The roots of two American populist revolts.

by Don Baylor

Like most presidential election cycles, the 2016 national election is proving to be a stark reflection of the electorate itself. For both parties, we are witnessing a so-called “populist revolt” that is shaking up the race. Various theories emerge, including the cult of personality or fatigue with ”the establishment”. One compelling rationale, however, is barely mentioned by political pundits and observers: declining economic security, including belief in the American Dream. Certainly, economic inequality has dominated much of the discussion, as studies have shown that recent income gains have largely flowed to wealthiest households. However, we know that income levels and distribution are only part of the story that explains perceived economic insecurity and anxiety.

We keep hearing about the decline of the American middle class. A recent CNN/Kaiser Foundation poll found that less than half of all respondents said it was easier for them to achieve the American Dream than it was for their parents. Not surprisingly, this “perception as reality” differs substantially along racial lines.

Given the U.S. history of white privilege and institutional bias against communities and households of color, the results turn conventional wisdom on its head. In fact, over half of African Americans and Latinos note that it’s easier for them to achieve the American Dream than their parents while only about a third of Whites felt they had a better chance of economic success than their parents.

Young Americans also feel decidedly negative about their future economic prospects, with about half of millennials (age 18–29) declaring the American Dream to be “dead”, according to a recent Harvard Institute of Politics poll. This same poll found an even more morbid sense about their financial futures among Donald Trump and Bernie Sanders supporters.

Why is this feeling of economic insecurity so widespread when so many of our usual indicators show economic progress? When you examine typical big picture indicators such as poverty, unemployment, inflation, or even home foreclosures, the picture looks fairly sanguine, especially when you compare those indicators to their elevated levels of 2009–2010, when the U.S. economy was at its weakest point in nearly 70 years.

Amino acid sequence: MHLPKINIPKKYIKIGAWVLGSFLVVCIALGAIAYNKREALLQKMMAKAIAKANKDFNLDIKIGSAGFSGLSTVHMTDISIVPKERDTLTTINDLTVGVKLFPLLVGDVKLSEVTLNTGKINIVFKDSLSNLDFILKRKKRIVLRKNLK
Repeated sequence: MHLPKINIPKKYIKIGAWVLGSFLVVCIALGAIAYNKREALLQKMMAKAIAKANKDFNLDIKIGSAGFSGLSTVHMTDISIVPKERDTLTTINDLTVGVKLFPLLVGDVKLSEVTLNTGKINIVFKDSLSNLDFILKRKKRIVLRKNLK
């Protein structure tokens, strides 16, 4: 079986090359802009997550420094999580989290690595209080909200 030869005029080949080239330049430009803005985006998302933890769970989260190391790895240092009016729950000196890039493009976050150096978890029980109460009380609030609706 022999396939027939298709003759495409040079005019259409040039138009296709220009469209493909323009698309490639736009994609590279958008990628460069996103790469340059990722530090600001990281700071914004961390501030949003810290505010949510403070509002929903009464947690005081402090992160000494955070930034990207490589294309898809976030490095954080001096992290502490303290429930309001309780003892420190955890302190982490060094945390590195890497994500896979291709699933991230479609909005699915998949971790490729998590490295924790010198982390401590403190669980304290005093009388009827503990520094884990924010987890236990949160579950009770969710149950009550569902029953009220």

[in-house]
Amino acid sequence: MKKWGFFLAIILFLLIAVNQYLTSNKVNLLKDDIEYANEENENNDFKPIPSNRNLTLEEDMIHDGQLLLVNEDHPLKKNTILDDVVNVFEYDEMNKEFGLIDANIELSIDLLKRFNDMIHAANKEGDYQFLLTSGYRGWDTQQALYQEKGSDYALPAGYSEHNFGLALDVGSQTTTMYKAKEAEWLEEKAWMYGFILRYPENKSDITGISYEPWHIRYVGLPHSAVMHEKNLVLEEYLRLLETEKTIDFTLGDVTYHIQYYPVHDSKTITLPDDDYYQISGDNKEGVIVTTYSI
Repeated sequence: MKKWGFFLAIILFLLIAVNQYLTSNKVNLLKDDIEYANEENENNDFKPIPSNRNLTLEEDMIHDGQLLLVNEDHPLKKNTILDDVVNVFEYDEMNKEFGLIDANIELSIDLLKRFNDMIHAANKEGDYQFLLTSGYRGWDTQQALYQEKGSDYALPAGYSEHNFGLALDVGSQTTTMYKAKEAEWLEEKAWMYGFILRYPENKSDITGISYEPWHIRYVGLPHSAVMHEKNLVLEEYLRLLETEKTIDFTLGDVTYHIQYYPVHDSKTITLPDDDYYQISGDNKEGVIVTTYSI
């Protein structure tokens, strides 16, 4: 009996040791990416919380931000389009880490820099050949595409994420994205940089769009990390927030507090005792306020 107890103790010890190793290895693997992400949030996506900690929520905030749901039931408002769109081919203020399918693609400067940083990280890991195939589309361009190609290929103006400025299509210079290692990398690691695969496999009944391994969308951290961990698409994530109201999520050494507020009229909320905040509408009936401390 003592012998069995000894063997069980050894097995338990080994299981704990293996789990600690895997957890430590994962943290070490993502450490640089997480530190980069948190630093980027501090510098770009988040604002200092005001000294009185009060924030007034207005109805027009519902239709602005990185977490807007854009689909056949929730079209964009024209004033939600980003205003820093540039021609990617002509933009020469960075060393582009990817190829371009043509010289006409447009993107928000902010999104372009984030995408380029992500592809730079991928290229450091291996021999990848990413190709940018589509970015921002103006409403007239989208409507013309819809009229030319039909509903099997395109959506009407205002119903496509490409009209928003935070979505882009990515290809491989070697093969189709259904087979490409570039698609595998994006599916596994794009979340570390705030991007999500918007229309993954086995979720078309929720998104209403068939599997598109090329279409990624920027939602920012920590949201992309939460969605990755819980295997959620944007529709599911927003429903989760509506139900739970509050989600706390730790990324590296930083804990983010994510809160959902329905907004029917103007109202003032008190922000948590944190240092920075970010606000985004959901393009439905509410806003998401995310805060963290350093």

Part of this disconnect has to do with our lack of a common and uniform measurement for identifying individual or household economic security. As shown by the more anecdotal measures of middle class fragility or economic insecurity, the federal poverty rate — about 15 percent of Americans are poor — is altogether inadequate to gauge the broader sense that many families are barely making ends meet and falling behind financially. By comparison, close to half of American households are financially unhealthy, according to alternative measurements of economic security

Typically, we can detect such critical issues with significant policy implications through well-developed measures or indicators. For example, the high share of Americans without health insurance created a policy platform for health care reform that gave rise to the Affordable Care Act. Five years after its passage, we can evaluate the impact through the substantial decline in the uninsured rate.

Since the federal poverty rate is no longer capable of detecting broader economic insecurity, several groups have developed national models to identify economic insecurity, even in particular cities and regions. Many of these tools do an excellent job identifying the income necessary to make ends meet and maintain a decent quality of life, yet we don’t have a universal way of measuring economic well-being and how it changes over time.

No officially sanctioned national indicator exists that accurately or adequately measures what comprises economic wellbeing. Part of the problem of universal measurement has to do with geography and cost of affording basic needs such as housing and child care. The income needed to be economically secure varies significantly from Manhattan, New York to Manhattan, Kansas.

This is why the Insight Center for Community Economic Development, along with grassroots and policy advocates, has launched the “Economic Security Is . . .” campaign to make sense of collected data in relation to economic security. This campaign gives voice to all who feel economic anxiety about their lives and the generations ahead, and information about what it means to be economically secure.

Because we know that poverty and unemployment rates don’t capture the levels of economic insecurity throughout the country, we urge the presidential candidates to put forth proposals to not only improve economic well-being, but also to adopt a solid mechanism for measuring economic security so that we can track change over time and evaluate policy platforms through this lens of economic well-being. As we know, what gets measured gets done.

Don Baylor is the Director of the Insight Center for Community Economic Development’s Metrics Matter initiative.